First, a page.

A burn in on a cpu is done with a load to create heat. Some thermal pastes require this in order to work properly. The more heat you create the better the burn in. So while your overclocking and then load testing your results, You are already on your way to a better HSF seating. The best way to tell if you've done a good seating job is that in time, your overall temps should drop a tad. My burn in consists of at least 24-48 hours on full load. Stock speeds are usually good enough for cpu burn in's.
For a general stability run, I would require to see at least 8hrs of load. This kind of use helps burn in's on certain thermal pastes as well as stability of Cpu, Ram and Mother board. Using Prime95, for example, run blend for a solid Minimum of 8hrs. The more hours the better the bragging rights. Ultimately TRUE STABILITY resides in everyday use and a PC running without restarts for Long periods of time. In the mean time benchmarking and gaming while running virtual servers video editing or w/e it is you do will decide if you have stability. For example, The mother board in my sig (M3A32-MVP Deluxe wifi) was purchased in November 2007 along with a 9850BE. The Cpu is gone, But the board still brings 4ghz daily clocks. Now that is stability and Bang for the money.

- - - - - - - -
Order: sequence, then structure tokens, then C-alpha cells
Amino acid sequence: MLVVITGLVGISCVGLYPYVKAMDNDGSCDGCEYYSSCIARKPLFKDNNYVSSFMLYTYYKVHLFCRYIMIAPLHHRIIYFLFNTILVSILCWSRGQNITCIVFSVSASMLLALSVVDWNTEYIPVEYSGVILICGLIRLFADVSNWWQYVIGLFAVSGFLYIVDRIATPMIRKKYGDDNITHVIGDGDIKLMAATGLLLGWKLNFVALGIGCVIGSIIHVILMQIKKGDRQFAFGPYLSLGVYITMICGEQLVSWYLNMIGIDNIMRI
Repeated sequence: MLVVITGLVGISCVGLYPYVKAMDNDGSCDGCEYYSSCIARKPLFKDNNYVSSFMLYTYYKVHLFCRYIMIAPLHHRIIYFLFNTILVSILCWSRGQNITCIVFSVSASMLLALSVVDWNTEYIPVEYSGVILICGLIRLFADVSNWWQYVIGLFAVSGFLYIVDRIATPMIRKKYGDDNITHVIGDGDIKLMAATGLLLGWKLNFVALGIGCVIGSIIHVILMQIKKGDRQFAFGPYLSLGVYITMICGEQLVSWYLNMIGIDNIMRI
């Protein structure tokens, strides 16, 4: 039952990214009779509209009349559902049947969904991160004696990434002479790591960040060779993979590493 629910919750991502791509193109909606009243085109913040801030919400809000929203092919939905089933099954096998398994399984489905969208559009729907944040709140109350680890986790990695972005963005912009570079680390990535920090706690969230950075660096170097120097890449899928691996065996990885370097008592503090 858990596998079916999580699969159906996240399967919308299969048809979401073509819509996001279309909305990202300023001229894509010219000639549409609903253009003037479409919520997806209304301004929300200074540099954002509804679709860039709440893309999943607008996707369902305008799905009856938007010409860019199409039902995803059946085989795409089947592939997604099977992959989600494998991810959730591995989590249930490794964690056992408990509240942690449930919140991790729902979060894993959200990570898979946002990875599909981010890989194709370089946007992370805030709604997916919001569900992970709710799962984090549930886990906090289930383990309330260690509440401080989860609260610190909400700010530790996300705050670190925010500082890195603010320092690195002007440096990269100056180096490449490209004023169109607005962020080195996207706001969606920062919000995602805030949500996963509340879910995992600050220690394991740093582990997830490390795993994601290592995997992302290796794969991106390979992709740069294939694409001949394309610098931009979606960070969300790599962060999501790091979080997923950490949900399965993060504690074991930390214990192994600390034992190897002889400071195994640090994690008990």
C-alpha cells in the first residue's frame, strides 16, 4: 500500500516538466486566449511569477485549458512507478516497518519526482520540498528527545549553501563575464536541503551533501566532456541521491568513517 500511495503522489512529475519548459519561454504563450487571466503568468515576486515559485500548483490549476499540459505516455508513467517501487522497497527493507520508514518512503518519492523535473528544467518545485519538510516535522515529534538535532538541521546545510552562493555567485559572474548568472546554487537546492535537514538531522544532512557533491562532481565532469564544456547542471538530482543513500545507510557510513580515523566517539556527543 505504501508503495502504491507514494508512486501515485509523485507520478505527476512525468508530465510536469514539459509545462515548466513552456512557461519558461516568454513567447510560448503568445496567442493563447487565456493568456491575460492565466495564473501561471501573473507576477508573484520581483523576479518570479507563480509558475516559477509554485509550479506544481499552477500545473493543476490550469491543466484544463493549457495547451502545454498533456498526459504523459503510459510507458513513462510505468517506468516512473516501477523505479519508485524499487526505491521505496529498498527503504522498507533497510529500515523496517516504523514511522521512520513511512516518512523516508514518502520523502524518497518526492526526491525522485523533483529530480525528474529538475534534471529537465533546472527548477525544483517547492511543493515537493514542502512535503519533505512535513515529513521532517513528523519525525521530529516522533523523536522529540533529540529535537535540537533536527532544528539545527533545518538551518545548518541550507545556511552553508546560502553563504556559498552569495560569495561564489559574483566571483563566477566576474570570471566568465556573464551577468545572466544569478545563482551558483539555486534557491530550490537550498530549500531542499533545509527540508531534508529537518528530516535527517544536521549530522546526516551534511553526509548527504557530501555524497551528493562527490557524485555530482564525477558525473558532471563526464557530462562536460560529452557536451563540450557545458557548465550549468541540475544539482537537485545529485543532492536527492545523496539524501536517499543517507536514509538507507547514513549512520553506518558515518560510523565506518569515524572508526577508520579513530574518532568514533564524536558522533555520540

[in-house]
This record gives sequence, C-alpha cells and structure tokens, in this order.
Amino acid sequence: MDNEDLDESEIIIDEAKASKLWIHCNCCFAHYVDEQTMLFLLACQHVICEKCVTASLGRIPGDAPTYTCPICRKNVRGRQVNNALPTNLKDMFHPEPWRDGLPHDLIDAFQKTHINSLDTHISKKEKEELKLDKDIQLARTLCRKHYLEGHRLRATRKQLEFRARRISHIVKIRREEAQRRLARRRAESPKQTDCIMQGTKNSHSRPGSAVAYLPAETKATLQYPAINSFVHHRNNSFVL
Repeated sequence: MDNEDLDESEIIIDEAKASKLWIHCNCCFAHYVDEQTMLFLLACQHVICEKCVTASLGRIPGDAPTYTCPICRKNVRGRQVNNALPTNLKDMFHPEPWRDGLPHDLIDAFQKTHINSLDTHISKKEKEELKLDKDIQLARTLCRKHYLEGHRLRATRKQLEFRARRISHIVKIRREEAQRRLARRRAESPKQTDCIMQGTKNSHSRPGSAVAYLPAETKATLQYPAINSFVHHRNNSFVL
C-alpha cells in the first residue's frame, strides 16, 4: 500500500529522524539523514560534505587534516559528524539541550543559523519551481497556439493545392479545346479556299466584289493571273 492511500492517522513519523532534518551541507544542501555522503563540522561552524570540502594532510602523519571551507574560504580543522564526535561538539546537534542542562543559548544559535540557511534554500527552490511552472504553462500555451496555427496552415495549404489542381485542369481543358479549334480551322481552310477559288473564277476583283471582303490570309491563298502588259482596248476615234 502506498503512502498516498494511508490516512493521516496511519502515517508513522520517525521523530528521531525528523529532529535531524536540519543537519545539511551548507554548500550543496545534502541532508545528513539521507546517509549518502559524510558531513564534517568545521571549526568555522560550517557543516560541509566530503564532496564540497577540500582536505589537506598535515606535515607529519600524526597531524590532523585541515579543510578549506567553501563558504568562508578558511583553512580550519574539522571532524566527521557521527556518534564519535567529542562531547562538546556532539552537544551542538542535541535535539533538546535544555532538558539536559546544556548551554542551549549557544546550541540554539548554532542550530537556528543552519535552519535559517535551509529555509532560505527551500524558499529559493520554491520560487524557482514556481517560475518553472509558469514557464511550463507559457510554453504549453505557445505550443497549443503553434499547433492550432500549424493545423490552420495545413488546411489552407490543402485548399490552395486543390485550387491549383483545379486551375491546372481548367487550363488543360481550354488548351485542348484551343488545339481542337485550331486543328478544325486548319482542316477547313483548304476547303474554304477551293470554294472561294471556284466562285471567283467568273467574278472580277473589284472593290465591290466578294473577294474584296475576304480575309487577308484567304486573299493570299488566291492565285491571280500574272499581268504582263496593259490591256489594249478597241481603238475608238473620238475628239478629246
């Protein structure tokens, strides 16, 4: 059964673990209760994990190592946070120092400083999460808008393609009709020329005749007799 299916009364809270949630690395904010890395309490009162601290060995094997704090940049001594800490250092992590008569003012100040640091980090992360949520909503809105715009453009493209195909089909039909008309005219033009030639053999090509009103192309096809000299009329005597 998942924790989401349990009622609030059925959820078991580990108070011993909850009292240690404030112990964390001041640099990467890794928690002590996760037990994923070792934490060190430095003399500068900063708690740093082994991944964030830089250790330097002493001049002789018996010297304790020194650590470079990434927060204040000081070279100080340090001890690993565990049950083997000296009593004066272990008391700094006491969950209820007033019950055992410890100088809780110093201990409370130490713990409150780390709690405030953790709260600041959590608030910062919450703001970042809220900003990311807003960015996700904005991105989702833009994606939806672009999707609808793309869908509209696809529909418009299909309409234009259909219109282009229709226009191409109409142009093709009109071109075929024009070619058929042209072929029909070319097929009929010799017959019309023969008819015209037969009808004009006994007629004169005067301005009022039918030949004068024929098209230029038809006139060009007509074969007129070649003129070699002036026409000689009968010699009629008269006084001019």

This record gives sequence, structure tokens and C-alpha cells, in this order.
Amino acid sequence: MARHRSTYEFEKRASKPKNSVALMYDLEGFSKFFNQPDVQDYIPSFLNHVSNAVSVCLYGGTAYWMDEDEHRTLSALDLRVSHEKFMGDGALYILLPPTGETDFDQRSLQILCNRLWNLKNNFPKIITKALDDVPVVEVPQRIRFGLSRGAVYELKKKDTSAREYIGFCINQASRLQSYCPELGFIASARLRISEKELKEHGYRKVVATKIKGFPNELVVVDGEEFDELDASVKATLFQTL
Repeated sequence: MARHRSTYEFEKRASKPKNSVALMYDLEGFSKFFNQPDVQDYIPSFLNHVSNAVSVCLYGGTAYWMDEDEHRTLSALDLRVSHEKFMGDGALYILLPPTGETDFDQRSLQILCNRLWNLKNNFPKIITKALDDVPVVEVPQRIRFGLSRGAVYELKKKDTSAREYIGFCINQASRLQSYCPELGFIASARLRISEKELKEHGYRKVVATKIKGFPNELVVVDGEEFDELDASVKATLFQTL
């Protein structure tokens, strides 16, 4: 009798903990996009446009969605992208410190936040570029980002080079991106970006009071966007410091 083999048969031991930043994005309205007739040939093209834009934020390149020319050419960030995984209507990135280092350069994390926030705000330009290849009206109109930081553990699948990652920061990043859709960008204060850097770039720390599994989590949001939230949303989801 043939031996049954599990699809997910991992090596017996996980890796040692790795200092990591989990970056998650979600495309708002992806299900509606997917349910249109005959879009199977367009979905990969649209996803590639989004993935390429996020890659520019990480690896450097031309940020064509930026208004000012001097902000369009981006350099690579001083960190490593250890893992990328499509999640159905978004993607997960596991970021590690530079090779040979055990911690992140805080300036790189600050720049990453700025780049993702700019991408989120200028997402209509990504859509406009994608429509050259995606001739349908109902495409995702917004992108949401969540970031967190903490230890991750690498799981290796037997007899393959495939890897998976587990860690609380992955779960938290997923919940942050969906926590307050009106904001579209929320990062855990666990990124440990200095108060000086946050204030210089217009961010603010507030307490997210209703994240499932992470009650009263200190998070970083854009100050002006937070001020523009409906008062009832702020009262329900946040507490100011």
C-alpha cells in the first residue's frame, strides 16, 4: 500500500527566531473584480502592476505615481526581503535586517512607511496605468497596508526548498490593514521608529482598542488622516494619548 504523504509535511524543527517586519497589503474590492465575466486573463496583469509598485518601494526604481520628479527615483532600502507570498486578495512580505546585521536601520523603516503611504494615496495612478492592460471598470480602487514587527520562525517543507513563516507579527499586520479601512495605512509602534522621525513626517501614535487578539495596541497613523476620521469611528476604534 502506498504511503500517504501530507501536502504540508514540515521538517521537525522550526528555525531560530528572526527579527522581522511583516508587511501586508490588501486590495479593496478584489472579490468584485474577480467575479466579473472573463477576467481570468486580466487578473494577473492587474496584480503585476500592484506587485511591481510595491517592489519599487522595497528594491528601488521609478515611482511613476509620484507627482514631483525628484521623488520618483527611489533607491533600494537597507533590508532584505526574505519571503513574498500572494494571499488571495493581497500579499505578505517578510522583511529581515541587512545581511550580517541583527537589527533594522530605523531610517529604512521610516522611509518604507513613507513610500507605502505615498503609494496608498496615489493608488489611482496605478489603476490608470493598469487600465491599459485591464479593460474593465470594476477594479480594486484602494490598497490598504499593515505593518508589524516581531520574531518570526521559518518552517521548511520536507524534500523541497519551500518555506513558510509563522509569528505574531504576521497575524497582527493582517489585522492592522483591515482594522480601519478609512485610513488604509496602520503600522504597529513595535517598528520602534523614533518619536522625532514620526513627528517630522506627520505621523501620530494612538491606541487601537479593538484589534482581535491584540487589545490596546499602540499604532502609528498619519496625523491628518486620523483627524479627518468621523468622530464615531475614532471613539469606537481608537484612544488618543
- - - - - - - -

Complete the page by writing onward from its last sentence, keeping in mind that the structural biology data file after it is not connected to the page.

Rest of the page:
This is one of THE most important parts to over clocking. If you can not afford proper cooling, I do not advise people to overclock their cpu, Ram, North Bridge, and or Hyper Transport. Over Clocking requires voltage increases that stock Cpu Fan and heat sinks can not handle. If you have bought an after market cooler, I suggest making a thread in the cooling section to find out how to get the most from your particular cooler. Chances are that many people here may have the same cooler and can give suggestions for mods, case flows and other things like lapping or de-lidding.